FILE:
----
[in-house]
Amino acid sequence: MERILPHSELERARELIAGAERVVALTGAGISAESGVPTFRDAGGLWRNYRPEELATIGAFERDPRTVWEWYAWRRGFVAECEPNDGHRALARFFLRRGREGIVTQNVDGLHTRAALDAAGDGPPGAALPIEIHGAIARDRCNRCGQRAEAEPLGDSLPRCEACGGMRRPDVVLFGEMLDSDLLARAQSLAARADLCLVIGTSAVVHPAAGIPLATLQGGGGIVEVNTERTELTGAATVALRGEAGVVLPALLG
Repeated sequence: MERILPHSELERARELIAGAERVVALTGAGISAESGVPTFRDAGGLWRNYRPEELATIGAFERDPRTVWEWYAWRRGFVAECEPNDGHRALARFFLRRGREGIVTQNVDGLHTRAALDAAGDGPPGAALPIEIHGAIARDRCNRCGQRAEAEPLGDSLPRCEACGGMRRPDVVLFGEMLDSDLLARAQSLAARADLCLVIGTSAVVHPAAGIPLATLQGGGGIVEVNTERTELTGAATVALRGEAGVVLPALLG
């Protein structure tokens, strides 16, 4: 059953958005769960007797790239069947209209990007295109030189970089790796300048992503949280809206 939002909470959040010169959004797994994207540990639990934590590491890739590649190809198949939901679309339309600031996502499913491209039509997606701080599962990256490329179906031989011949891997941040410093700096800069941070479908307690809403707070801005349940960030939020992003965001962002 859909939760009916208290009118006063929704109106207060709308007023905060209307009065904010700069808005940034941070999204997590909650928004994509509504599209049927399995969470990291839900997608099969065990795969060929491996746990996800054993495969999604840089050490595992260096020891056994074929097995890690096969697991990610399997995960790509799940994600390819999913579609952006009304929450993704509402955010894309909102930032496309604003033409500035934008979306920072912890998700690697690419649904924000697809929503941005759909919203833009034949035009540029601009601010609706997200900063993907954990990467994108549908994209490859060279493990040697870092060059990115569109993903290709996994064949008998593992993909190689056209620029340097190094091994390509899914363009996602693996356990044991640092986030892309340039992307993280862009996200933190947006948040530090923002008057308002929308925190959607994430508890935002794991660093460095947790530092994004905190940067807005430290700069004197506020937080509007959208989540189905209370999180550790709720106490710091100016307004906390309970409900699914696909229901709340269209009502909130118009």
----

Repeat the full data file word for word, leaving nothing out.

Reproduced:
[in-house]
Amino acid sequence: MERILPHSELERARELIAGAERVVALTGAGISAESGVPTFRDAGGLWRNYRPEELATIGAFERDPRTVWEWYAWRRGFVAECEPNDGHRALARFFLRRGREGIVTQNVDGLHTRAALDAAGDGPPGAALPIEIHGAIARDRCNRCGQRAEAEPLGDSLPRCEACGGMRRPDVVLFGEMLDSDLLARAQSLAARADLCLVIGTSAVVHPAAGIPLATLQGGGGIVEVNTERTELTGAATVALRGEAGVVLPALLG
Repeated sequence: MERILPHSELERARELIAGAERVVALTGAGISAESGVPTFRDAGGLWRNYRPEELATIGAFERDPRTVWEWYAWRRGFVAECEPNDGHRALARFFLRRGREGIVTQNVDGLHTRAALDAAGDGPPGAALPIEIHGAIARDRCNRCGQRAEAEPLGDSLPRCEACGGMRRPDVVLFGEMLDSDLLARAQSLAARADLCLVIGTSAVVHPAAGIPLATLQGGGGIVEVNTERTELTGAATVALRGEAGVVLPALLG
């Protein structure tokens, strides 16, 4: 059953958005769960007797790239069947209209990007295109030189970089790796300048992503949280809206 939002909470959040010169959004797994994207540990639990934590590491890739590649190809198949939901679309339309600031996502499913491209039509997606701080599962990256490329179906031989011949891997941040410093700096800069941070479908307690809403707070801005349940960030939020992003965001962002 859909939760009916208290009118006063929704109106207060709308007023905060209307009065904010700069808005940034941070999204997590909650928004994509509504599209049927399995969470990291839900997608099969065990795969060929491996746990996800054993495969999604840089050490595992260096020891056994074929097995890690096969697991990610399997995960790509799940994600390819999913579609952006009304929450993704509402955010894309909102930032496309604003033409500035934008979306920072912890998700690697690419649904924000697809929503941005759909919203833009034949035009540029601009601010609706997200900063993907954990990467994108549908994209490859060279493990040697870092060059990115569109993903290709996994064949008998593992993909190689056209620029340097190094091994390509899914363009996602693996356990044991640092986030892309340039992307993280862009996200933190947006948040530090923002008057308002929308925190959607994430508890935002794991660093460095947790530092994004905190940067807005430290700069004197506020937080509007959208989540189905209370999180550790709720106490710091100016307004906390309970409900699914696909229901709340269209009502909130118009």